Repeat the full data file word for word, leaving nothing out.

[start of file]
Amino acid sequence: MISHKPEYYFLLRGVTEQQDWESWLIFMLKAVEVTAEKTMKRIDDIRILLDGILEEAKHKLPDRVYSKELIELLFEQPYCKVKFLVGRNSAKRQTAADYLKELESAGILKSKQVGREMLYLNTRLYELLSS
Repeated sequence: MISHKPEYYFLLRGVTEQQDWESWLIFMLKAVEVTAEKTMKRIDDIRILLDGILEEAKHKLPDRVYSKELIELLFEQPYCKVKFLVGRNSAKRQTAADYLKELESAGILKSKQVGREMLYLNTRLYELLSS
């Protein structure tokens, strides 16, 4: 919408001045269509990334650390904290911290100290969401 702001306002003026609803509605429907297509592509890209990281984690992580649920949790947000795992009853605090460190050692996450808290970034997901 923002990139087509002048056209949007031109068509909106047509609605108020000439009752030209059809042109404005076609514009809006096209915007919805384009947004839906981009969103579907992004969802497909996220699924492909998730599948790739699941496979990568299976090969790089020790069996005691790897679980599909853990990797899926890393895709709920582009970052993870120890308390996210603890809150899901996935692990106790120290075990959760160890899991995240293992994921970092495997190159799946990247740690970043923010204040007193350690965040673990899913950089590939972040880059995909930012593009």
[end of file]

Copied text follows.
Amino acid sequence: MISHKPEYYFLLRGVTEQQDWESWLIFMLKAVEVTAEKTMKRIDDIRILLDGILEEAKHKLPDRVYSKELIELLFEQPYCKVKFLVGRNSAKRQTAADYLKELESAGILKSKQVGREMLYLNTRLYELLSS
Repeated sequence: MISHKPEYYFLLRGVTEQQDWESWLIFMLKAVEVTAEKTMKRIDDIRILLDGILEEAKHKLPDRVYSKELIELLFEQPYCKVKFLVGRNSAKRQTAADYLKELESAGILKSKQVGREMLYLNTRLYELLSS
């Protein structure tokens, strides 16, 4: 919408001045269509990334650390904290911290100290969401 702001306002003026609803509605429907297509592509890209990281984690992580649920949790947000795992009853605090460190050692996450808290970034997901 923002990139087509002048056209949007031109068509909106047509609605108020000439009752030209059809042109404005076609514009809006096209915007919805384009947004839906981009969103579907992004969802497909996220699924492909998730599948790739699941496979990568299976090969790089020790069996005691790897679980599909853990990797899926890393895709709920582009970052993870120890308390996210603890809150899901996935692990106790120290075990959760160890899991995240293992994921970092495997190159799946990247740690970043923010204040007193350690965040673990899913950089590939972040880059995909930012593009």